“I knew from the moment I left my first consult that Fox Chase was where I’d get treatment.”
I’m 45 and live in Delran, New Jersey, with my wife and two kids. I work as a vice president of business development for MasterCard, and in my spare time I love to run.
I’ve run marathons and completed an Ironman 70.3 (also known as a Half Ironman), which consists of a 1.2-mile swim, a 56-mile bike ride, and a 13.1-mile run. So, I’m no stranger to pain and discomfort.
That’s why, when I started having digestive issues in early 2017, I didn’t think much of it. I called my family doctor and asked for GI specialist recommendations, figuring it was an ulcer.
A Worsening Condition
The appointment I made was four weeks away, but over the next couple of weeks, my stomach issues got worse and worse. I was in absolute distress every time I ate. What ultimately put me over the edge, though, was the back pain. There were three nights in a row where I couldn’t sleep at all because the pain was so bad. I was taking three or four hot showers a night to try and get some relief.
Finally, on March 7, 2017, I took myself to the emergency room. I went by myself, because my wife needed to get our kids off to school and then go to school herself (she’s a schoolteacher), and I assumed I’d just get some medication and leave.
At the hospital, they took my blood pressure, which was through the roof because of the pain. After asking me some questions, they did an ultrasound to check my gallbladder. That came back fine, so they ordered CT scan to check my appendix.
When the doctor came in to tell me the results of the scan, he turned off the TV in my room. That’s when I knew something was really wrong. He told me I had a mass on my pancreas.
I asked if it was cancer, and he told me I’d need to get an MRI to confirm. However, based on his expression, I already knew.
An Inoperable Tumor
I could have gotten the MRI right there at the hospital, but I wanted to free up the bed for someone who needed it. Instead, I scheduled the MRI for the next day. When my family doctor called me with results the morning after the MRI, I already knew what was coming. I had lined up appointments with oncologists before the diagnosis was even official.
I started with an oncologist at a hospital in Philly. When he looked at my scans, he told me that the tumor was too involved, affecting arteries and veins, meaning I wasn’t a candidate for surgery. Instead, I needed to go get other treatment first to try and shrink the tumor, and then he’d see if it was operable. That’s how I wound up at Fox Chase.
That very same afternoon, I met with Dr. Igor Astsaturov, a medical oncologist. A friend had referred me to him after he had treated a relative’s pancreatic cancer. As it turned out, Dr. Astsaturov was also treating my cousin, who had been diagnosed with pancreatic cancer just two weeks before me.
When Dr. Astsaturov realized this connection, he pushed for genetic testing. The results revealed that I had the PALB2 mutation, which is linked to BRCA mutations. Apparently when you have that mutation, it’s very susceptible to platinum-based chemotherapy, so that was the first line of treatment I received.
Treatment at Fox Chase
Chemo was rough. I only made it through six sessions, which were scheduled every other Thursday. It just destroyed me. Even though I’m young and in shape, my body was not recovering.
However, Fox Chase has the best chemo nurses on the planet. I’ve been to other hospitals, but the Fox Chase nurses set the standard so high. They took great care of me, and they were amazing to my wife, too. I still bring them treats every holiday.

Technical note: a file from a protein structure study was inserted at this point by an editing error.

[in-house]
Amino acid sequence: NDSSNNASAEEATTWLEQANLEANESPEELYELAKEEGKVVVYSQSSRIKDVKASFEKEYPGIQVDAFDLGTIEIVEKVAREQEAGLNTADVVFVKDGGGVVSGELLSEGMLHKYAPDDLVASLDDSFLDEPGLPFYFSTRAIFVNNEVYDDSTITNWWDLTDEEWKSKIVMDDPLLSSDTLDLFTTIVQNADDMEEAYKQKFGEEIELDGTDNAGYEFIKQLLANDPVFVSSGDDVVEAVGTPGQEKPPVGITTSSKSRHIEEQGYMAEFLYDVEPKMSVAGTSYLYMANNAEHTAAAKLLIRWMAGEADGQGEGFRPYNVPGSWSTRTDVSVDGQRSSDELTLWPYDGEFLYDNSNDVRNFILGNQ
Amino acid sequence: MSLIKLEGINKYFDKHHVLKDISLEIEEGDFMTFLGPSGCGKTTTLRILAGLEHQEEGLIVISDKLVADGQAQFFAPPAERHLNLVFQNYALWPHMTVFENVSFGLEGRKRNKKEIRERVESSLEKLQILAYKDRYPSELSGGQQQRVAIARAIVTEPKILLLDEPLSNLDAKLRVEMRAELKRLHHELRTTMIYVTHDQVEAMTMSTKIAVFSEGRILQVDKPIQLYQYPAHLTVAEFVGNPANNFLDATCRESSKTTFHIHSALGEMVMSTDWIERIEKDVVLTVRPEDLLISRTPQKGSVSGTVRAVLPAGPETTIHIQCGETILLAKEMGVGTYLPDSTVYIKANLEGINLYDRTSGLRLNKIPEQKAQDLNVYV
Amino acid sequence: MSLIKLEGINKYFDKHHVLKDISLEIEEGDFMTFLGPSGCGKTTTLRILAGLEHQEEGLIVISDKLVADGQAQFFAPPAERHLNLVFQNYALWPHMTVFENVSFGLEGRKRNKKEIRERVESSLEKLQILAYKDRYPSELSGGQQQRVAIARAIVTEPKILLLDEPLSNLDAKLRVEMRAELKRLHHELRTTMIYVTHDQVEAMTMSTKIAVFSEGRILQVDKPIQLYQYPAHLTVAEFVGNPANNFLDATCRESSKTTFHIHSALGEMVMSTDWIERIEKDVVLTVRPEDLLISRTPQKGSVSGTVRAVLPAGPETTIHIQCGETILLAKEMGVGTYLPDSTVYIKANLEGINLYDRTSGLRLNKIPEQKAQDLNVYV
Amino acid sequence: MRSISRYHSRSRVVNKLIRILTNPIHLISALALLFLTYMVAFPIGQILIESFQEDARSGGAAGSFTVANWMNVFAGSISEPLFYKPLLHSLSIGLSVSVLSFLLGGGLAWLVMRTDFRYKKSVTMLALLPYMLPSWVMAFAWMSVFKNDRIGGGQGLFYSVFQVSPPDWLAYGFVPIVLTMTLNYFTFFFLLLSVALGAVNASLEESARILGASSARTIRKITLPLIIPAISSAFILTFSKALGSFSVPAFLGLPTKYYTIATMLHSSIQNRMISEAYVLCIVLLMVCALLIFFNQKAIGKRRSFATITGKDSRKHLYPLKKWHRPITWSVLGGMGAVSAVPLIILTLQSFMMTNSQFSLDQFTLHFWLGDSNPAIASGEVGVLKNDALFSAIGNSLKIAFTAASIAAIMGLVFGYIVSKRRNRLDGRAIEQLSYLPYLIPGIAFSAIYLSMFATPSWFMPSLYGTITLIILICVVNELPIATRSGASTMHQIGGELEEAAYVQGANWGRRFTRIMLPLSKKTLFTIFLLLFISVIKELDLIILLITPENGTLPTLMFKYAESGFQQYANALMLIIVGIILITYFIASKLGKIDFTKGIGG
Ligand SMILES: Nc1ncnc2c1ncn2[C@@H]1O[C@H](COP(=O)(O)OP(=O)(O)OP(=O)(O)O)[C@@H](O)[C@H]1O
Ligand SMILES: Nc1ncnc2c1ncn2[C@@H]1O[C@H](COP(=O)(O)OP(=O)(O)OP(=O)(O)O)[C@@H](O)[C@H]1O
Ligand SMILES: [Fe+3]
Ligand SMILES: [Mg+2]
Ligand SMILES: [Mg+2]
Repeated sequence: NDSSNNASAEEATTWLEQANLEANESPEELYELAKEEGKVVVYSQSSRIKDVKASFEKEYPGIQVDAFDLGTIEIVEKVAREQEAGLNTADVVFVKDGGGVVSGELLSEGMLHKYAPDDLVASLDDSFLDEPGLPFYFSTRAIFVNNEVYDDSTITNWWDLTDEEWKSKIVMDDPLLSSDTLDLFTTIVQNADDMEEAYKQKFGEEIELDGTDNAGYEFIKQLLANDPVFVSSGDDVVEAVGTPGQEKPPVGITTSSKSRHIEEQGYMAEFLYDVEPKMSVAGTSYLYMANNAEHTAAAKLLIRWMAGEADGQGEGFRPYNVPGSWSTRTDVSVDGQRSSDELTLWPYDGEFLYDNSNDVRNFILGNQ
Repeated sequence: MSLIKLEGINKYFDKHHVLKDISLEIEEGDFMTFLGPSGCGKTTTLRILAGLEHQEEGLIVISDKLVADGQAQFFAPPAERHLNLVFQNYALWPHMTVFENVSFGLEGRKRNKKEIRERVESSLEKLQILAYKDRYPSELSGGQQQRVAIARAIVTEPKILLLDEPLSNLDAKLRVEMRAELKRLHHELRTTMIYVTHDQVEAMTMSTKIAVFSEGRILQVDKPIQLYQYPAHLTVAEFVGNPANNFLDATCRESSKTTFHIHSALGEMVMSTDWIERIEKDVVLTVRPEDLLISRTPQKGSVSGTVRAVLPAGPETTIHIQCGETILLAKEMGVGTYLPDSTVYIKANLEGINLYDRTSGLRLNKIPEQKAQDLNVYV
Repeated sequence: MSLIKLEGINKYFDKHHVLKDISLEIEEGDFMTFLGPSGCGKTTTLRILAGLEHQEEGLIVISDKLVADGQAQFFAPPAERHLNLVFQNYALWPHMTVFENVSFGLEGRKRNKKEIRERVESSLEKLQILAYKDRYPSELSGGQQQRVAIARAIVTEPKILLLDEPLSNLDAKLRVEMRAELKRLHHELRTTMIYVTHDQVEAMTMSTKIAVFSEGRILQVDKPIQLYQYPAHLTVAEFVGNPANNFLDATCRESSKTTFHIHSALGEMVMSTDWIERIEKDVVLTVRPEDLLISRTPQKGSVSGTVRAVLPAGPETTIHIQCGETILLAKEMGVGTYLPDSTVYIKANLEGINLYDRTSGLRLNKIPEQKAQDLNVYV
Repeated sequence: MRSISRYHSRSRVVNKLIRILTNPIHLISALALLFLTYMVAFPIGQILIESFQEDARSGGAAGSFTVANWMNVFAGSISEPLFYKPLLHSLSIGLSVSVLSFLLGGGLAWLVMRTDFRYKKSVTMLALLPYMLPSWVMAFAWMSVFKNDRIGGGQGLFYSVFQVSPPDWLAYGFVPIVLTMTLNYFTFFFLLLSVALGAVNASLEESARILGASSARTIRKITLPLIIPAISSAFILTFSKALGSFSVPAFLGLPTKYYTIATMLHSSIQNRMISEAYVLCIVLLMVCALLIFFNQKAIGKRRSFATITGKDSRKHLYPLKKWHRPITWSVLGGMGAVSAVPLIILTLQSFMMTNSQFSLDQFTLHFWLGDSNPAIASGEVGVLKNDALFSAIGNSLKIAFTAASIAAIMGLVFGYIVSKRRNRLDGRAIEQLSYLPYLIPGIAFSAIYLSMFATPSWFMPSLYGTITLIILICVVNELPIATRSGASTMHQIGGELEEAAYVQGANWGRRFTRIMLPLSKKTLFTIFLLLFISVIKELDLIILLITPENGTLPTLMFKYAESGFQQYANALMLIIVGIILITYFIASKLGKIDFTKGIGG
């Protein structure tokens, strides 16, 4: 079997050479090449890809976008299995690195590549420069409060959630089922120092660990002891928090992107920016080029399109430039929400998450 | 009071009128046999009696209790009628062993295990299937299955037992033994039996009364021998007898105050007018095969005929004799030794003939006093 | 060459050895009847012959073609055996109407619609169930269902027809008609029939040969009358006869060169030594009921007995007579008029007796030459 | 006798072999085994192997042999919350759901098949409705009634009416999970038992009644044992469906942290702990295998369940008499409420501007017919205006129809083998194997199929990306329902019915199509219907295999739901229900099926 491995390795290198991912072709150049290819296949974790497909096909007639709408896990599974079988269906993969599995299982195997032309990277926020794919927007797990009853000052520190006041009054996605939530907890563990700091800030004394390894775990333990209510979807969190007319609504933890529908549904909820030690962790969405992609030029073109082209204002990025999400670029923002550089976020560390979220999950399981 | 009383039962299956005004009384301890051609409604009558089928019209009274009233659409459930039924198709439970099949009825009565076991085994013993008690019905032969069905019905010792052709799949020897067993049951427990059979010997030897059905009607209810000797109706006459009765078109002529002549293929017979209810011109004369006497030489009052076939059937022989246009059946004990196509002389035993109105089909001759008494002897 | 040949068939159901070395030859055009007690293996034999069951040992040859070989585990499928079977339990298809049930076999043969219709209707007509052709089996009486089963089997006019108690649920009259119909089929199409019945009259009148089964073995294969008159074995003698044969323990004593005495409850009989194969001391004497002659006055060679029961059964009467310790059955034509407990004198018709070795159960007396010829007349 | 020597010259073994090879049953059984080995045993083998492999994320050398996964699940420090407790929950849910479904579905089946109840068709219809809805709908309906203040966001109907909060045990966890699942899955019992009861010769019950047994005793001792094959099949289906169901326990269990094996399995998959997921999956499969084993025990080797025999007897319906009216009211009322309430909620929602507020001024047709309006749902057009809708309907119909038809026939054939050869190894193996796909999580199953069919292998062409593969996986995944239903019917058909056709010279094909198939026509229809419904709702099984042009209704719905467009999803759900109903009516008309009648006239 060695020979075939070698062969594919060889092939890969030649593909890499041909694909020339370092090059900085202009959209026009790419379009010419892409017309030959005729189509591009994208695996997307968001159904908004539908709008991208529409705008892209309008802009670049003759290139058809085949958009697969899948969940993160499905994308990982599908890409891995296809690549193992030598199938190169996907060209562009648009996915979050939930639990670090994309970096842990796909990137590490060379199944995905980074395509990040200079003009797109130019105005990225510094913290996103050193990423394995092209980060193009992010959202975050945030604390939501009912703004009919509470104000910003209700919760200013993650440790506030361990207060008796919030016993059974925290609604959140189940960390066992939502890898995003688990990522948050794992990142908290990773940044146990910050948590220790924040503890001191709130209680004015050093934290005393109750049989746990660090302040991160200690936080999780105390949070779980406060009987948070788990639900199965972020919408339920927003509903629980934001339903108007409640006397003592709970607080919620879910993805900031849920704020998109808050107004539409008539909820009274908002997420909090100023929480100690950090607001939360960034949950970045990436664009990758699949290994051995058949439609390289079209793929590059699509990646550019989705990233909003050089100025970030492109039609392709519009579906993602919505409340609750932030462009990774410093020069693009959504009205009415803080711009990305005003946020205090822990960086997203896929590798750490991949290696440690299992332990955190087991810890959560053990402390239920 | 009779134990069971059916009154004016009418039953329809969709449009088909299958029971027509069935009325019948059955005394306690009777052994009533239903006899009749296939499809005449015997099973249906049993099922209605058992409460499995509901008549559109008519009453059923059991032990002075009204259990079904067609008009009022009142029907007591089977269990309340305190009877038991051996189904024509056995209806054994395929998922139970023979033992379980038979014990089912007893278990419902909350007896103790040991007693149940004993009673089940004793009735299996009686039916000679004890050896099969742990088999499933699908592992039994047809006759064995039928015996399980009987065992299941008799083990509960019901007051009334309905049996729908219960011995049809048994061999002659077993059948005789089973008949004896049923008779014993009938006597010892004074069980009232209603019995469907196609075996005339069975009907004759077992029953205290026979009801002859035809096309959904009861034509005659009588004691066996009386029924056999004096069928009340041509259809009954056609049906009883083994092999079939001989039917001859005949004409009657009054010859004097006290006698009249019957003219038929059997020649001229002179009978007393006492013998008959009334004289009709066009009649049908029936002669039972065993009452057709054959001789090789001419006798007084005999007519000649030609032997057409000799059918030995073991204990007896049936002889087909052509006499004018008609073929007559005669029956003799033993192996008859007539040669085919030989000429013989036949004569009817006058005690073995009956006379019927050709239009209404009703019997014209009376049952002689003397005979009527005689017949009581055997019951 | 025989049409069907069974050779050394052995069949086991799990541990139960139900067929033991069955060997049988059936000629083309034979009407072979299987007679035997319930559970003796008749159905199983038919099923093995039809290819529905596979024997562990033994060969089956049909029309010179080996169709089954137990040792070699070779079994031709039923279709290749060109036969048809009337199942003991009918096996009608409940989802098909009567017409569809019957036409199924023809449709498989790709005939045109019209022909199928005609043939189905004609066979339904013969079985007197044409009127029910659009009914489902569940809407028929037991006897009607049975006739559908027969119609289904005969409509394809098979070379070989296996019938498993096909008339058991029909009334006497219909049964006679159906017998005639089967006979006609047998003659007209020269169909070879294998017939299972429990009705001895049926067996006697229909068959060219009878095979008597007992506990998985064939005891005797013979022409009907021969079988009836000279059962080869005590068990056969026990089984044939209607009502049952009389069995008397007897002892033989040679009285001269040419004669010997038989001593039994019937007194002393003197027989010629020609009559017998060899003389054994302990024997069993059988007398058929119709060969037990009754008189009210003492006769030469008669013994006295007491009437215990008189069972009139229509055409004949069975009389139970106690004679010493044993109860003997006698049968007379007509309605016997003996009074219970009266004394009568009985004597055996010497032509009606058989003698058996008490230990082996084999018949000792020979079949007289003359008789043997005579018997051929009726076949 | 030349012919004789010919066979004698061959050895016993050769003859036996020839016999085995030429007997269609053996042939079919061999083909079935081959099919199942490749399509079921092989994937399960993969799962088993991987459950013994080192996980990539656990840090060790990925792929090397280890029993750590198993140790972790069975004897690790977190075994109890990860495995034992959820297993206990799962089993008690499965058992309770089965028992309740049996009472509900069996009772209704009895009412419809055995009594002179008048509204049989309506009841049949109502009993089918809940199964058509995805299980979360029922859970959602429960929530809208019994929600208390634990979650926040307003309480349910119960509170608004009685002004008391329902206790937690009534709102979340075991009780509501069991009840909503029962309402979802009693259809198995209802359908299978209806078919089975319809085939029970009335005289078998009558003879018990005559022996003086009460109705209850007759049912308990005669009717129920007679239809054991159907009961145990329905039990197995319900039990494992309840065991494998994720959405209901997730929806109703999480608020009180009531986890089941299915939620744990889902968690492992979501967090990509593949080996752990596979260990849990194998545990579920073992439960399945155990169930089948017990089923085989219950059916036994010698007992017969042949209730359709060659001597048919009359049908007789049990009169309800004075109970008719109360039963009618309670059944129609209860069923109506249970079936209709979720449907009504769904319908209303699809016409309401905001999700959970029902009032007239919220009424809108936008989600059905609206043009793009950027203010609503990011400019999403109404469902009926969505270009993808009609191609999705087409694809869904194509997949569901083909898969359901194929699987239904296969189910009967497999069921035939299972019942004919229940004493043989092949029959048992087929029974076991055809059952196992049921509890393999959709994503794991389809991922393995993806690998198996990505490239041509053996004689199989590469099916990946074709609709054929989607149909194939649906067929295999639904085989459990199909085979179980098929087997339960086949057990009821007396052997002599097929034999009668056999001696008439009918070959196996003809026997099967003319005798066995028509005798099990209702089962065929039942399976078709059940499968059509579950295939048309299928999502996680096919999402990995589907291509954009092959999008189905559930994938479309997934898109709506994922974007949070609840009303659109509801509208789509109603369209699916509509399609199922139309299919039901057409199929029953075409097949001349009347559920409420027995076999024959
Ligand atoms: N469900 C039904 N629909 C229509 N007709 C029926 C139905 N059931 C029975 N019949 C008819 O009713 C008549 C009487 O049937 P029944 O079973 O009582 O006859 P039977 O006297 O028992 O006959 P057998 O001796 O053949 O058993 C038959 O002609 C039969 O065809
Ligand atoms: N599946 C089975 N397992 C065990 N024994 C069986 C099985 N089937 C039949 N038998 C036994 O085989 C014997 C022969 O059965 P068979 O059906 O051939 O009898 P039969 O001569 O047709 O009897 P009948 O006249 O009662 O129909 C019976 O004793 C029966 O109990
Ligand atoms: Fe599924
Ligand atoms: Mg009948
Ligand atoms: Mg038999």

In the middle of chemo treatment, my care team ordered CT scans. The good news was that my scans, along with my labs, showed that the tumor was starting to respond. However, because my body was so beaten down, my platelet count was too low. I started having to miss chemo sessions.
That’s when I met with Dr. Joshua Meyer, a radiation oncologist who is another world-class doctor and person. He gave me five weeks of targeted radiation, Monday through Friday, which I handled really well.
At the end of that round of treatment, in August 2017, we took another CT scan. The tumor had shrunk significantly and moved away from the artery and vein. At that point, I could go back to the doctor that I originally saw for surgery.
The Fox Chase Difference
I see the Fox Chase commercial all the time that says: “Where you start matters.” I’ve been to a lot of wonderful institutions and been treated by a lot of outstanding doctors in my life, but I wouldn’t have made it to the surgical table—and I probably wouldn’t be here today—if not for Fox Chase.
I knew from the moment I left my first consult with Dr. Astsaturov that Fox Chase was where I’d get treatment. Talking to him made me feel confident that Fox Chase had a plan specifically for me. I knew they’d give me the best shot to make it. And I did.
Life After Cancer
I’ve been cancer-free now for almost three years. I’m back to running pretty darned fast and working out hard, and for the most part, I feel really good.
I tell people I’m the 2.0 version of myself now, because an experience like this changes the way you think.
Before I was diagnosed, I watched my mom battle colon cancer for six years. As her son and someone who helped take care of her, I thought I really understood what a cancer patient went through. Turns out I had no idea.
That’s why I’m so involved now with PanCAN, the Pancreatic Cancer Action Network. I’m the Sponsorship Chair for the Philadelphia affiliate and the Co-Chair of the Survivor Council.
Before my cousin, I didn’t know anybody I could talk to about my disease. So, I promised myself, “When I make it through, I’m going to volunteer and make a difference.” I make it a point to tell my story, because if even one person hears it and it helps them, that makes a difference.
Learn more about treatment for pancreatic cancer at Fox Chase Cancer Center.